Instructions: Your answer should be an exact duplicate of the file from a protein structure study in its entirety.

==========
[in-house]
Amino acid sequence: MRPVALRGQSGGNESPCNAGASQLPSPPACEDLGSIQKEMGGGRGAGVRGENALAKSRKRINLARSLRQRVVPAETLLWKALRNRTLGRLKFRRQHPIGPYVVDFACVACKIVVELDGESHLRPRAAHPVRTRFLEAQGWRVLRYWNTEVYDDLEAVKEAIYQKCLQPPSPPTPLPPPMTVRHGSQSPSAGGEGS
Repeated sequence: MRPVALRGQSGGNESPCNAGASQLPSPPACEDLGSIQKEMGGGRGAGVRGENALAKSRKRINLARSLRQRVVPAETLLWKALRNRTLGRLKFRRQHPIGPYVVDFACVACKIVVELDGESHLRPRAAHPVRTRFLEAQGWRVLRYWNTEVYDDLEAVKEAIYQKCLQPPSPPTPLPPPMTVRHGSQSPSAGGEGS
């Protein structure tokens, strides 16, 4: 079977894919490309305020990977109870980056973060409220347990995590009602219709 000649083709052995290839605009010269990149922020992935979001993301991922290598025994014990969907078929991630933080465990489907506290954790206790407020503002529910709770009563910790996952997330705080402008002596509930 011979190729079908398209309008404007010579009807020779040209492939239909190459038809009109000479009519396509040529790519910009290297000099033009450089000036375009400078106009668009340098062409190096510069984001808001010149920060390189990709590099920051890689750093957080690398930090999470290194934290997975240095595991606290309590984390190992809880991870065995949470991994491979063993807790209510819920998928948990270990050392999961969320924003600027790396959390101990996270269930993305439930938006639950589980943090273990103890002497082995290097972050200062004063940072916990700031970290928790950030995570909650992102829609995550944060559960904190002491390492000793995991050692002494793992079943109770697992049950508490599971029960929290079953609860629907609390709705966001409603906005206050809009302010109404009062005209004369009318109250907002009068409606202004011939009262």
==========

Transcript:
[in-house]
Amino acid sequence: MRPVALRGQSGGNESPCNAGASQLPSPPACEDLGSIQKEMGGGRGAGVRGENALAKSRKRINLARSLRQRVVPAETLLWKALRNRTLGRLKFRRQHPIGPYVVDFACVACKIVVELDGESHLRPRAAHPVRTRFLEAQGWRVLRYWNTEVYDDLEAVKEAIYQKCLQPPSPPTPLPPPMTVRHGSQSPSAGGEGS
Repeated sequence: MRPVALRGQSGGNESPCNAGASQLPSPPACEDLGSIQKEMGGGRGAGVRGENALAKSRKRINLARSLRQRVVPAETLLWKALRNRTLGRLKFRRQHPIGPYVVDFACVACKIVVELDGESHLRPRAAHPVRTRFLEAQGWRVLRYWNTEVYDDLEAVKEAIYQKCLQPPSPPTPLPPPMTVRHGSQSPSAGGEGS
């Protein structure tokens, strides 16, 4: 079977894919490309305020990977109870980056973060409220347990995590009602219709 000649083709052995290839605009010269990149922020992935979001993301991922290598025994014990969907078929991630933080465990489907506290954790206790407020503002529910709770009563910790996952997330705080402008002596509930 011979190729079908398209309008404007010579009807020779040209492939239909190459038809009109000479009519396509040529790519910009290297000099033009450089000036375009400078106009668009340098062409190096510069984001808001010149920060390189990709590099920051890689750093957080690398930090999470290194934290997975240095595991606290309590984390190992809880991870065995949470991994491979063993807790209510819920998928948990270990050392999961969320924003600027790396959390101990996270269930993305439930938006639950589980943090273990103890002497082995290097972050200062004063940072916990700031970290928790950030995570909650992102829609995550944060559960904190002491390492000793995991050692002494793992079943109770697992049950508490599971029960929290079953609860629907609390709705966001409603906005206050809009302010109404009062005209004369009318109250907002009068409606202004011939009262």